Risk of concussion varies by sport and, to some extent, by sex (girls might be at greater risk than boys in sports played by both). The following measures can reduce risk.

  • Athletes must wear protective equipment that is in good condition and appropriate for each activity. Be sure that it fits. (Remember: a person can still have a concussion even if wearing a helmet.)
  • Make sure that coaches limit hard physical contact especially during practice.
  • Check with school officials that their policies and procedures regarding concussion—both prevention and concussive events—reflect best practice and not just state law.
  • Ensure that your son or daughter understands the importance of following safety rules, and tell them to let you know if they have suffered any blow to the head during their sports activity.
  • Join others in making sure that state law, education regulations, and athletic rules incorporate the recommendations of experts in traumatic brain injury and its prevention.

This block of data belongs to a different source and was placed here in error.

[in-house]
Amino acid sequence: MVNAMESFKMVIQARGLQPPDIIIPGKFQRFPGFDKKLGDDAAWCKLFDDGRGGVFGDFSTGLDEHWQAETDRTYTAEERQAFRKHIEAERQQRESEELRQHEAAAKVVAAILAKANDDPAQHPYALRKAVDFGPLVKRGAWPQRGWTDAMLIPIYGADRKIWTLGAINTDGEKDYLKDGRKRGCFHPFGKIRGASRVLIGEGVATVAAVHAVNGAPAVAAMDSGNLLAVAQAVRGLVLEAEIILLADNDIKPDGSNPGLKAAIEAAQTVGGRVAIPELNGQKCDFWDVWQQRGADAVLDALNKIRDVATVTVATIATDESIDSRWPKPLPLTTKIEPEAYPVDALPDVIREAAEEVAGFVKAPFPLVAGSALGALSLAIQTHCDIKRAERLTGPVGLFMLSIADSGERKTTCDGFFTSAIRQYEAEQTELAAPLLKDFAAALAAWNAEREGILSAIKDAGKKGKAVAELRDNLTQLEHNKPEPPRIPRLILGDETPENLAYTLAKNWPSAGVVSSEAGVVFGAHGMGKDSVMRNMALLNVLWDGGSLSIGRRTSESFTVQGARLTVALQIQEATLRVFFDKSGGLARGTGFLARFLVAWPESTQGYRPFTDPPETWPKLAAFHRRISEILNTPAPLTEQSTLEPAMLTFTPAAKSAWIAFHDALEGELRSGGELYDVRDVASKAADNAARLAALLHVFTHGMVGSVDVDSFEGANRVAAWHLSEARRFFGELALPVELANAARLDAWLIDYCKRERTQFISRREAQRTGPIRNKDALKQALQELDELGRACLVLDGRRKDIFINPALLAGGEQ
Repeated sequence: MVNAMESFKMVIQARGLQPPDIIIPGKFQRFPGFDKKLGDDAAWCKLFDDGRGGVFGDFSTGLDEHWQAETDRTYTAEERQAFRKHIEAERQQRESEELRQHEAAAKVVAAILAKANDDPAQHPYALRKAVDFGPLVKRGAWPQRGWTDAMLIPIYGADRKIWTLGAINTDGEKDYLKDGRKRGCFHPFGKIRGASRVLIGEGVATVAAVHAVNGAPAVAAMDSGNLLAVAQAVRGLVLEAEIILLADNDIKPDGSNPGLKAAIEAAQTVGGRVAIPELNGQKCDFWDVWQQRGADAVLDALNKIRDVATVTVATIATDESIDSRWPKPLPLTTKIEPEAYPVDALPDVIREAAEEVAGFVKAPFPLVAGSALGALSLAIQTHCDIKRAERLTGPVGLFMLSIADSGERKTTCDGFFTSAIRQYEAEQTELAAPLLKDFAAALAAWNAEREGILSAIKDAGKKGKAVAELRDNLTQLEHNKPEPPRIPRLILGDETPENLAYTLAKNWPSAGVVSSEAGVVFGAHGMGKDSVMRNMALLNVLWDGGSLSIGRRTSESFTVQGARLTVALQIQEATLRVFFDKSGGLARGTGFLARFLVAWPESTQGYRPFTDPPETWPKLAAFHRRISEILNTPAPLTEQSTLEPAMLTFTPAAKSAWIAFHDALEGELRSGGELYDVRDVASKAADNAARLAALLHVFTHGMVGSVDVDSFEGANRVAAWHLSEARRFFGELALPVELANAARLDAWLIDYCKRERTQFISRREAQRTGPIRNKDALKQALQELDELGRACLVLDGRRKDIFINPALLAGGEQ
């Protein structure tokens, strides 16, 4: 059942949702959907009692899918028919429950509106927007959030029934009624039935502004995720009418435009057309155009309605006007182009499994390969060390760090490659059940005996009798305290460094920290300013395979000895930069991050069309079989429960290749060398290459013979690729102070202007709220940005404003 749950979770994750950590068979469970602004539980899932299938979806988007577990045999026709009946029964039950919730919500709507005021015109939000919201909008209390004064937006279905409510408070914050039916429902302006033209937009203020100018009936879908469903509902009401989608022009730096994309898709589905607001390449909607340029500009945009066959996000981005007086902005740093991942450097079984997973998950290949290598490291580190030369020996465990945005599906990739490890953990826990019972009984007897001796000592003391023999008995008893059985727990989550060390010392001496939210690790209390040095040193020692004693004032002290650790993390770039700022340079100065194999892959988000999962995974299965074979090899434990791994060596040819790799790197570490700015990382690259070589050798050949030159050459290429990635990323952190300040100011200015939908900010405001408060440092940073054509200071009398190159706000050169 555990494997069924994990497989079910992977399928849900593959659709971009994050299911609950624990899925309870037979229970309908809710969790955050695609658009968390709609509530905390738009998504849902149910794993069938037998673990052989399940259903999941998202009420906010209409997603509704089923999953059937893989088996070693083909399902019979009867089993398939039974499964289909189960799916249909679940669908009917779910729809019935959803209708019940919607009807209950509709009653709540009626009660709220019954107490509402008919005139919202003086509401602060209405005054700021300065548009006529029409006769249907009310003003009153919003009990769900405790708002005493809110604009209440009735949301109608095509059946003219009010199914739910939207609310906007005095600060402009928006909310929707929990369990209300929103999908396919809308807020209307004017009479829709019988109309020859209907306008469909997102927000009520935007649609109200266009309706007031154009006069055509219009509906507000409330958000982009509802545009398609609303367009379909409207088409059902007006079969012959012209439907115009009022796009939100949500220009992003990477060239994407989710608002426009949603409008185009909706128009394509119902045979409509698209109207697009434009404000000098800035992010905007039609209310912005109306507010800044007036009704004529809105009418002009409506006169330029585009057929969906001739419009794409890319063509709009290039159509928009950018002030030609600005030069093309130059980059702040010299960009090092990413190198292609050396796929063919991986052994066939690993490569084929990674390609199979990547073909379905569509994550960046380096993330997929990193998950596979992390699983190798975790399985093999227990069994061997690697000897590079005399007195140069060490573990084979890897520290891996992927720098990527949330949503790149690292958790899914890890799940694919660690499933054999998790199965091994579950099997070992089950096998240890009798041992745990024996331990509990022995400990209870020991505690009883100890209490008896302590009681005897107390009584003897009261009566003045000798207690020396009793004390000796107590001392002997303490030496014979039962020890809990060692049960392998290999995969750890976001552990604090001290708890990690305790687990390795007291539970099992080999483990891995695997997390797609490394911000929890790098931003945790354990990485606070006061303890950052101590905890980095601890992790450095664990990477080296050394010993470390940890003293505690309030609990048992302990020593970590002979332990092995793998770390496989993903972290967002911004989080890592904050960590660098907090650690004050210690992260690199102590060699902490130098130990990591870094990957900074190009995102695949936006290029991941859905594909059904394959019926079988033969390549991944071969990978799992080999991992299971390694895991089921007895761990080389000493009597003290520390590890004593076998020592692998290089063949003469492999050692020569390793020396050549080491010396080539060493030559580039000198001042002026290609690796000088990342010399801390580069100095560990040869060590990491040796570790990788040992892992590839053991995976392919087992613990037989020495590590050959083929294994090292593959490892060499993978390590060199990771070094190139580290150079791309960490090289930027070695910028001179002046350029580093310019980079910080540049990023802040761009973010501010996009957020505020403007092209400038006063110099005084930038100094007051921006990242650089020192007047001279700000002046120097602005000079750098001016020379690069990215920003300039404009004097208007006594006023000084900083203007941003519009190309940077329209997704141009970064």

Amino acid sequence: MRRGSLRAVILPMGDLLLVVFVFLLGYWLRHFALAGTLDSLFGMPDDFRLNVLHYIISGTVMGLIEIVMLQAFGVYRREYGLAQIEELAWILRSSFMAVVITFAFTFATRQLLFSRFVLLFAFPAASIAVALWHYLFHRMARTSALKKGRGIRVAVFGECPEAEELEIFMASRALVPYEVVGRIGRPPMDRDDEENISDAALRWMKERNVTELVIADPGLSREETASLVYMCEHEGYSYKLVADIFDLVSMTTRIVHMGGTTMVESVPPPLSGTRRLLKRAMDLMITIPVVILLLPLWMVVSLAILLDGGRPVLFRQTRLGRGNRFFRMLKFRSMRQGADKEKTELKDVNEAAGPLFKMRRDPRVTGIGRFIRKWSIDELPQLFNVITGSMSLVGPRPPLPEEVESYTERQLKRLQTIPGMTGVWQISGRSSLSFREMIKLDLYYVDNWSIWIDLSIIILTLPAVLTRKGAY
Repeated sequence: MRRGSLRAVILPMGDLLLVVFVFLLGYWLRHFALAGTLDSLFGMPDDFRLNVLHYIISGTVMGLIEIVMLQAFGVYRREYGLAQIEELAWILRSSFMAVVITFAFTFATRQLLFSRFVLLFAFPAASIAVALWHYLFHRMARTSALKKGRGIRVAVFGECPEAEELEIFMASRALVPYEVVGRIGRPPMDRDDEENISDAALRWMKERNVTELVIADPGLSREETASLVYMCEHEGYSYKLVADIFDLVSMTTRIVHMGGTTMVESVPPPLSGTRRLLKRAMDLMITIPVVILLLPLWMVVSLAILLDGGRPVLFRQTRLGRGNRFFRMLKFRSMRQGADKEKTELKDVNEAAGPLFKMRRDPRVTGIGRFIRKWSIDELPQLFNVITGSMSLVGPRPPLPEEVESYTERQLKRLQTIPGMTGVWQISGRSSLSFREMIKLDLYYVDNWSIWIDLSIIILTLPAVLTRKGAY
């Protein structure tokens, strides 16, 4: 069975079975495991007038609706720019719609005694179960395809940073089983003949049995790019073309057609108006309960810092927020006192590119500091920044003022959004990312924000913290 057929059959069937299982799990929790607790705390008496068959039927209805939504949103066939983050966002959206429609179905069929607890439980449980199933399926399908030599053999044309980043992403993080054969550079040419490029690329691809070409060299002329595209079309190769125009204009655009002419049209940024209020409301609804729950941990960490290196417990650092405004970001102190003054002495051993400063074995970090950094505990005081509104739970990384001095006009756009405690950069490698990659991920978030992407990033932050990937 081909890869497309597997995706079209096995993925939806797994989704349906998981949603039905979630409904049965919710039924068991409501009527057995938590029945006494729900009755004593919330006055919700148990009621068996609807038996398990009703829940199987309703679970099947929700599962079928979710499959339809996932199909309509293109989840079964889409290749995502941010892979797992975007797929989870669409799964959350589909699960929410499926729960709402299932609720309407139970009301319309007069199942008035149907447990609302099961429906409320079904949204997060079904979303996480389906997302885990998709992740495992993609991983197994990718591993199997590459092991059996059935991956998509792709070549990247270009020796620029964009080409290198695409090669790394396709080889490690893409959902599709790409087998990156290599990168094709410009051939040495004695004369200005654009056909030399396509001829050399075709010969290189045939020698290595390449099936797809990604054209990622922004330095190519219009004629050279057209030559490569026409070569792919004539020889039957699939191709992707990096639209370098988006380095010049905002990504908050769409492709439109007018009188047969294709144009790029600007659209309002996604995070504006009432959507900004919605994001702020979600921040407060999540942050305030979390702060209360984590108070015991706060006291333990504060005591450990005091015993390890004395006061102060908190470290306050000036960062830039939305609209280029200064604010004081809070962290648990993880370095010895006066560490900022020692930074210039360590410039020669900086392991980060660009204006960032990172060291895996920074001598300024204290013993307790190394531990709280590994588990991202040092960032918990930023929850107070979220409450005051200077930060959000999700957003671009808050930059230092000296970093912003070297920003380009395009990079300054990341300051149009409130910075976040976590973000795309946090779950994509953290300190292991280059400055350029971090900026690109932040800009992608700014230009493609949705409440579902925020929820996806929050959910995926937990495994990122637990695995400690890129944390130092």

A Final Word

Concussion is one form of traumatic brain injury that is widespread and serious. At Kathy’s Urgent Care, we evaluate one to two patients per week for concussion from all sources (falls, vehicle accidents, workplace injuries, sports activities, etc.).

For more information about symptoms and other aspects of traumatic brain injury, please see our previous blog post on this topic.

About Those Sports Physicals


If you are a parent of a student who wants to play or try out for school sports, you need to be aware of required health screenings and physical examinations. Most schools require all participants or would-be participants in any form of sports activity to submit the results of a pre-participation physical examination. This must be done every year.

The State of Connecticut is no exception. The Connecticut Interscholastic Athletic Conference (CIAC) requires completion of their Pre-Participation Physical Evaluation form by the student, his or her parent(s)/guardian, and a licensed physician.

The Pre-Participation Physical Evaluation

The physical evaluation consists of four major parts.


The student, with the help of his or her parent(s)/guardian, should complete this section prior to taking the form to a physician. Questions focus on the following general areas:

  • General health history
  • Heart health questions about the student and family
  • Bone and joint questions
  • Specific medical questions

If any question is answered “Yes,” an explanation must be provided on the form or a separate sheet. Circle any question that you cannot answer so that you can discuss it with the physician.